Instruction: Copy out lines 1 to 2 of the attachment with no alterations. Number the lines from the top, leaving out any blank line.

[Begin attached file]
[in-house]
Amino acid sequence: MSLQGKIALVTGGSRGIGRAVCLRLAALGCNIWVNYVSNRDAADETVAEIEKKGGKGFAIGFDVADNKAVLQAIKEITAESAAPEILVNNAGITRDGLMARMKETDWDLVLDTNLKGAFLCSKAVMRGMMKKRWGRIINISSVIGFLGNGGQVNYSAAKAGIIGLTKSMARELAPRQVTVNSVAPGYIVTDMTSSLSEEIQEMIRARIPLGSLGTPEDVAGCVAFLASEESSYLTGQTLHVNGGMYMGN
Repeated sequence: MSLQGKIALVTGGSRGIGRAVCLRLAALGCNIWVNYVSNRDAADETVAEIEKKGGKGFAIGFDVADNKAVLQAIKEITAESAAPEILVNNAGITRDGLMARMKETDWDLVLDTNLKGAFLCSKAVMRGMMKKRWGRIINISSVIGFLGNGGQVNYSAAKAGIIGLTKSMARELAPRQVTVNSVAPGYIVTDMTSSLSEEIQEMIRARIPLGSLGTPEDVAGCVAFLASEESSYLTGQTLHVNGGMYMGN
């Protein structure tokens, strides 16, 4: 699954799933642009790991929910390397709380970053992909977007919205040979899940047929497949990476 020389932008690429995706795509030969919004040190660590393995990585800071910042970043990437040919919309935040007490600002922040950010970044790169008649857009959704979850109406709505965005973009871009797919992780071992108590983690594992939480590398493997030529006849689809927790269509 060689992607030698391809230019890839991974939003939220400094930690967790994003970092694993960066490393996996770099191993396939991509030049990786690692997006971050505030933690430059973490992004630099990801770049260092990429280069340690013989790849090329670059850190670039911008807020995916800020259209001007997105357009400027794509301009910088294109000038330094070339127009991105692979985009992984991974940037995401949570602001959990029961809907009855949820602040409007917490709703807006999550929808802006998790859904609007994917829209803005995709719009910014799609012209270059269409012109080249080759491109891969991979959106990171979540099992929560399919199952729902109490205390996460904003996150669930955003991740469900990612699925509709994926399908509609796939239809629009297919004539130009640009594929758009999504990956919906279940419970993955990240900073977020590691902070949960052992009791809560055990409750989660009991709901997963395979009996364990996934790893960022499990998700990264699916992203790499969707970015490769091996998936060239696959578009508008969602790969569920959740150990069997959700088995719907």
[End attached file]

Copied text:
[in-house]
Amino acid sequence: MSLQGKIALVTGGSRGIGRAVCLRLAALGCNIWVNYVSNRDAADETVAEIEKKGGKGFAIGFDVADNKAVLQAIKEITAESAAPEILVNNAGITRDGLMARMKETDWDLVLDTNLKGAFLCSKAVMRGMMKKRWGRIINISSVIGFLGNGGQVNYSAAKAGIIGLTKSMARELAPRQVTVNSVAPGYIVTDMTSSLSEEIQEMIRARIPLGSLGTPEDVAGCVAFLASEESSYLTGQTLHVNGGMYMGN